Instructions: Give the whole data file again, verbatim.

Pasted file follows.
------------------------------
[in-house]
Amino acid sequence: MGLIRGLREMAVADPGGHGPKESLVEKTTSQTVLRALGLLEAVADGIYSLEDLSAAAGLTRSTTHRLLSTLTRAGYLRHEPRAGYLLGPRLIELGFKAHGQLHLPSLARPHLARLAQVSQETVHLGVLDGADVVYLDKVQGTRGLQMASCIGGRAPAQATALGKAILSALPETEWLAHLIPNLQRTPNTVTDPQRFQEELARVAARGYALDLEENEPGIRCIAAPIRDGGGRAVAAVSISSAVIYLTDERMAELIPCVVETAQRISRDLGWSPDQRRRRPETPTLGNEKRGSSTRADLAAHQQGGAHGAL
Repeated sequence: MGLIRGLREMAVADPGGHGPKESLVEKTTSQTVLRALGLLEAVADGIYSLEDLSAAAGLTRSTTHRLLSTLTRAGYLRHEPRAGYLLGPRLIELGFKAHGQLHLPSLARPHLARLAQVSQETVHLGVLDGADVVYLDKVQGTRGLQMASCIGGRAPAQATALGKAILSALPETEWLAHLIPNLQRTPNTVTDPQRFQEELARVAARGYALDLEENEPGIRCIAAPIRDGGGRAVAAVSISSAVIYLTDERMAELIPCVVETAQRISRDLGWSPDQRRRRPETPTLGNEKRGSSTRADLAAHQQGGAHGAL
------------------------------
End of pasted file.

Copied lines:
[in-house]
Amino acid sequence: MGLIRGLREMAVADPGGHGPKESLVEKTTSQTVLRALGLLEAVADGIYSLEDLSAAAGLTRSTTHRLLSTLTRAGYLRHEPRAGYLLGPRLIELGFKAHGQLHLPSLARPHLARLAQVSQETVHLGVLDGADVVYLDKVQGTRGLQMASCIGGRAPAQATALGKAILSALPETEWLAHLIPNLQRTPNTVTDPQRFQEELARVAARGYALDLEENEPGIRCIAAPIRDGGGRAVAAVSISSAVIYLTDERMAELIPCVVETAQRISRDLGWSPDQRRRRPETPTLGNEKRGSSTRADLAAHQQGGAHGAL
Repeated sequence: MGLIRGLREMAVADPGGHGPKESLVEKTTSQTVLRALGLLEAVADGIYSLEDLSAAAGLTRSTTHRLLSTLTRAGYLRHEPRAGYLLGPRLIELGFKAHGQLHLPSLARPHLARLAQVSQETVHLGVLDGADVVYLDKVQGTRGLQMASCIGGRAPAQATALGKAILSALPETEWLAHLIPNLQRTPNTVTDPQRFQEELARVAARGYALDLEENEPGIRCIAAPIRDGGGRAVAAVSISSAVIYLTDERMAELIPCVVETAQRISRDLGWSPDQRRRRPETPTLGNEKRGSSTRADLAAHQQGGAHGAL